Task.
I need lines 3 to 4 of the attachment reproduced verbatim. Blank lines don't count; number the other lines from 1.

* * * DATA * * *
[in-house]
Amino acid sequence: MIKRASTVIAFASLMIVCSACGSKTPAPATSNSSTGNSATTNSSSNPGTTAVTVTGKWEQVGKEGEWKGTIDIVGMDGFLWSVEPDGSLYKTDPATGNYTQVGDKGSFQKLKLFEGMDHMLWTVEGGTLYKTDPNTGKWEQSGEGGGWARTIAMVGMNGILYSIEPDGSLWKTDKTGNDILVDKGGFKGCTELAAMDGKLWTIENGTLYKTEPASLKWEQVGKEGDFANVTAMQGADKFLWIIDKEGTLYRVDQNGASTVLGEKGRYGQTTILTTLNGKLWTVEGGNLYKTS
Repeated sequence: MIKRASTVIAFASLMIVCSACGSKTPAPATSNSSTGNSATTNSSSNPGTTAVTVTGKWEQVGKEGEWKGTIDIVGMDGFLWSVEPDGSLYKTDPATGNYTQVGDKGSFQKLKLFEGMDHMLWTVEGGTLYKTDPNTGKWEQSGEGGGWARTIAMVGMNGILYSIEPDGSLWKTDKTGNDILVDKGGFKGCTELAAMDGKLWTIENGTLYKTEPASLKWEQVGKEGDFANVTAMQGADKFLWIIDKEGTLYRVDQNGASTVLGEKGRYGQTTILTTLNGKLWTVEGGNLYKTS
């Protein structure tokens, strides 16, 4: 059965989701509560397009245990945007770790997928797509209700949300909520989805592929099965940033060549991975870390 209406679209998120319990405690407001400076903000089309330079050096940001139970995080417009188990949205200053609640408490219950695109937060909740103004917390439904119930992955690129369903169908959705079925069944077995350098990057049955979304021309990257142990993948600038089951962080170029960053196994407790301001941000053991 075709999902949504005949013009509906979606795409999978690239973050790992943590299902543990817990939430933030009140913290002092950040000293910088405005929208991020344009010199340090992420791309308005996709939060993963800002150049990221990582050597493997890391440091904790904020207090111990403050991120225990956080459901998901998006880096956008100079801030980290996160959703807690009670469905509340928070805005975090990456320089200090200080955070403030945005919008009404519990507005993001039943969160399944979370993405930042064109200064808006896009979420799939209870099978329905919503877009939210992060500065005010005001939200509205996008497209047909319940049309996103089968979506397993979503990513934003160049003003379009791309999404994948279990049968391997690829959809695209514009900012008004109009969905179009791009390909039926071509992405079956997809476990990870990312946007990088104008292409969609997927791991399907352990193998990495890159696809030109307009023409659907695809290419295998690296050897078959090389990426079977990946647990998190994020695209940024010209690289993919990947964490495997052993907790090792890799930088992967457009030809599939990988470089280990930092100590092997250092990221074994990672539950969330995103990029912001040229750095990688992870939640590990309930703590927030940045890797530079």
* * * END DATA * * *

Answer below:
Repeated sequence: MIKRASTVIAFASLMIVCSACGSKTPAPATSNSSTGNSATTNSSSNPGTTAVTVTGKWEQVGKEGEWKGTIDIVGMDGFLWSVEPDGSLYKTDPATGNYTQVGDKGSFQKLKLFEGMDHMLWTVEGGTLYKTDPNTGKWEQSGEGGGWARTIAMVGMNGILYSIEPDGSLWKTDKTGNDILVDKGGFKGCTELAAMDGKLWTIENGTLYKTEPASLKWEQVGKEGDFANVTAMQGADKFLWIIDKEGTLYRVDQNGASTVLGEKGRYGQTTILTTLNGKLWTVEGGNLYKTS
């Protein structure tokens, strides 16, 4: 059965989701509560397009245990945007770790997928797509209700949300909520989805592929099965940033060549991975870390 209406679209998120319990405690407001400076903000089309330079050096940001139970995080417009188990949205200053609640408490219950695109937060909740103004917390439904119930992955690129369903169908959705079925069944077995350098990057049955979304021309990257142990993948600038089951962080170029960053196994407790301001941000053991 075709999902949504005949013009509906979606795409999978690239973050790992943590299902543990817990939430933030009140913290002092950040000293910088405005929208991020344009010199340090992420791309308005996709939060993963800002150049990221990582050597493997890391440091904790904020207090111990403050991120225990956080459901998901998006880096956008100079801030980290996160959703807690009670469905509340928070805005975090990456320089200090200080955070403030945005919008009404519990507005993001039943969160399944979370993405930042064109200064808006896009979420799939209870099978329905919503877009939210992060500065005010005001939200509205996008497209047909319940049309996103089968979506397993979503990513934003160049003003379009791309999404994948279990049968391997690829959809695209514009900012008004109009969905179009791009390909039926071509992405079956997809476990990870990312946007990088104008292409969609997927791991399907352990193998990495890159696809030109307009023409659907695809290419295998690296050897078959090389990426079977990946647990998190994020695209940024010209690289993919990947964490495997052993907790090792890799930088992967457009030809599939990988470089280990930092100590092997250092990221074994990672539950969330995103990029912001040229750095990688992870939640590990309930703590927030940045890797530079």